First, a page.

Dancing the night away

By JOHNETTE RODRIGUEZ  |  April 28, 2010

“That is the point of contemporary ballet,” Djuric comments. “To bring it closer to the life of today.”

Plotnikov also gives characters and scenes unexpected humor: Autumn almost whacks the other fairies with her golf club; one stepsister struts and sashays; the ensemble members fall to their knees and cover their eyes, as they watch the silly stepsisters.

But the production also has a heartfelt theme and a poignancy that come out in the final pas de deux. The dancers’ movements seem to indicate that Cinderella and the Prince are a bit awkward at rediscovering each other, and even that Cinderella is ambivalent about a lasting commitment.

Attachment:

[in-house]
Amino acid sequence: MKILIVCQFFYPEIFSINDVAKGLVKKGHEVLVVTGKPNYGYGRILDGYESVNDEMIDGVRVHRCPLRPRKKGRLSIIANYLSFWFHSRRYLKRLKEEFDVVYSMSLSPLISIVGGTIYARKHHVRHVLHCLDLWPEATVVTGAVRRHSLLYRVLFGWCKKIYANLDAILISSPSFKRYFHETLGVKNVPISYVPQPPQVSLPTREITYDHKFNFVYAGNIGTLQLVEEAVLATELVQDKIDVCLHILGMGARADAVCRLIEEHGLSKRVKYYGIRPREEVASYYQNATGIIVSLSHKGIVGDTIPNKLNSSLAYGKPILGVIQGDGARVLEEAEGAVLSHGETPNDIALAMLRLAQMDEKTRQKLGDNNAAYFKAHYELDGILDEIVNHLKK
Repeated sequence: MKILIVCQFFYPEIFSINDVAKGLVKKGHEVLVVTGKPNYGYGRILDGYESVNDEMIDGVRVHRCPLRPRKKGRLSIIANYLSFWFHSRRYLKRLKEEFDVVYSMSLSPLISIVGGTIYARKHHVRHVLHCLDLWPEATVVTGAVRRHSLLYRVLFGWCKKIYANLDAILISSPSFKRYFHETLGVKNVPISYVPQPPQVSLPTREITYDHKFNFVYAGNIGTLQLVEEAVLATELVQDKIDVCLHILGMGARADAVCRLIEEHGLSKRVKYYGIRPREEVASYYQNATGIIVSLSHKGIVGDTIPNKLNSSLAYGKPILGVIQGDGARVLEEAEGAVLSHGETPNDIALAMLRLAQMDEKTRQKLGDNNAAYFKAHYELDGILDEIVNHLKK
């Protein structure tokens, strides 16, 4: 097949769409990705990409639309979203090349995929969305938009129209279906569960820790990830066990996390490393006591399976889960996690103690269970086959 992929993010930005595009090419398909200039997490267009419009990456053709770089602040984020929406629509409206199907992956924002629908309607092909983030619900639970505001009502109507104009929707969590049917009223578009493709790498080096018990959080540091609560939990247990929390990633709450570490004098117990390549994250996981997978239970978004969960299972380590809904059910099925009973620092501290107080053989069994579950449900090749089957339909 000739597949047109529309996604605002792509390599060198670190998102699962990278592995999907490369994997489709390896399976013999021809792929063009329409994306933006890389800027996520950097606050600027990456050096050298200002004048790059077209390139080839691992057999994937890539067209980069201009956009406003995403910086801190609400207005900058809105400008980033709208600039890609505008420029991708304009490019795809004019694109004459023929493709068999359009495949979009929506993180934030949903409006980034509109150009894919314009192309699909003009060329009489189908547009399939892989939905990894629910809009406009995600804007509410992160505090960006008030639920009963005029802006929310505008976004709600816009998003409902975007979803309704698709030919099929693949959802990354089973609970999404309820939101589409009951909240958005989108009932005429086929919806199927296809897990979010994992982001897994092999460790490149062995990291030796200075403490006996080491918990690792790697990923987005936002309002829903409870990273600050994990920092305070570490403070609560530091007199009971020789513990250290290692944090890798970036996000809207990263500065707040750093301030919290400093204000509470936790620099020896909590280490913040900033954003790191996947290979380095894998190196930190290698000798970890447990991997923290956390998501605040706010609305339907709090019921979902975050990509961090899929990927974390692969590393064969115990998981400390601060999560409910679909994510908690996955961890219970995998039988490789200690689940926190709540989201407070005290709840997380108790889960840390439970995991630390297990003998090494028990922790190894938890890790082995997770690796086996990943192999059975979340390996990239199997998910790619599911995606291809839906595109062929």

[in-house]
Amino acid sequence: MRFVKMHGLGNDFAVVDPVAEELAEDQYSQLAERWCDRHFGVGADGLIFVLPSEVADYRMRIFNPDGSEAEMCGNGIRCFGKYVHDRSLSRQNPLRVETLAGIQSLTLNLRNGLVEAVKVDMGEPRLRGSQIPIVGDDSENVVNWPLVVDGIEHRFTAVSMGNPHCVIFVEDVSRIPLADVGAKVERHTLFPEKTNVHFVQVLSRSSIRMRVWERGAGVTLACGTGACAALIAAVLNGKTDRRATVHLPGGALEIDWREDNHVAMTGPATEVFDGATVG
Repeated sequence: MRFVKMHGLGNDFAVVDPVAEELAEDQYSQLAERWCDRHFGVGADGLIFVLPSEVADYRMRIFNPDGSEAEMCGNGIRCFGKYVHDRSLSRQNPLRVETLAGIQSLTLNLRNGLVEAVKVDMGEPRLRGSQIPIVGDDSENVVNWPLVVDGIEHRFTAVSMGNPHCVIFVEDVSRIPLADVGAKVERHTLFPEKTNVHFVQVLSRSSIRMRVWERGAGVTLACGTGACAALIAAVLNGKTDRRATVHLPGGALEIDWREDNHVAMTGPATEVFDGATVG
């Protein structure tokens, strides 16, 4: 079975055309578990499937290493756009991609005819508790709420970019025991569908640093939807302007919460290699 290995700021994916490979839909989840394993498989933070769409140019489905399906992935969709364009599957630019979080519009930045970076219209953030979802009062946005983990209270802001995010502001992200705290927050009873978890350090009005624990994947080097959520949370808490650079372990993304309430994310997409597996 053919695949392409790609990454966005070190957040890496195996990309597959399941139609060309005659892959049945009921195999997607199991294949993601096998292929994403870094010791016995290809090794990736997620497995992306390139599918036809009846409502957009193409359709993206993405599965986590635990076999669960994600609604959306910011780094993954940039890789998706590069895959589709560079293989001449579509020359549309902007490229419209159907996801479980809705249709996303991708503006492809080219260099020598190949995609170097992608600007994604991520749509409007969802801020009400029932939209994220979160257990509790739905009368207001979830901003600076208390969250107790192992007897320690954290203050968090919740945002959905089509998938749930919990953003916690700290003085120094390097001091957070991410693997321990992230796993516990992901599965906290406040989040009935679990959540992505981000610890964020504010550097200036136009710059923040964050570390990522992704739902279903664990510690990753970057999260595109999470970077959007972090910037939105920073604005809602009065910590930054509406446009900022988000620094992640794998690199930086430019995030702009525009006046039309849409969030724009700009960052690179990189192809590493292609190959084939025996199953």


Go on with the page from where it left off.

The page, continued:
In Djuric’s view, “If it’s meant to be, it’s meant to be. Every one of us has a piece of the puzzle that can fit, if one day we find that someone special. And when you do, you follow that someone to the end of the world.”

He also notes: “Sometimes you need to see a production more than once to see the different things that are there.” Here’s your chance.

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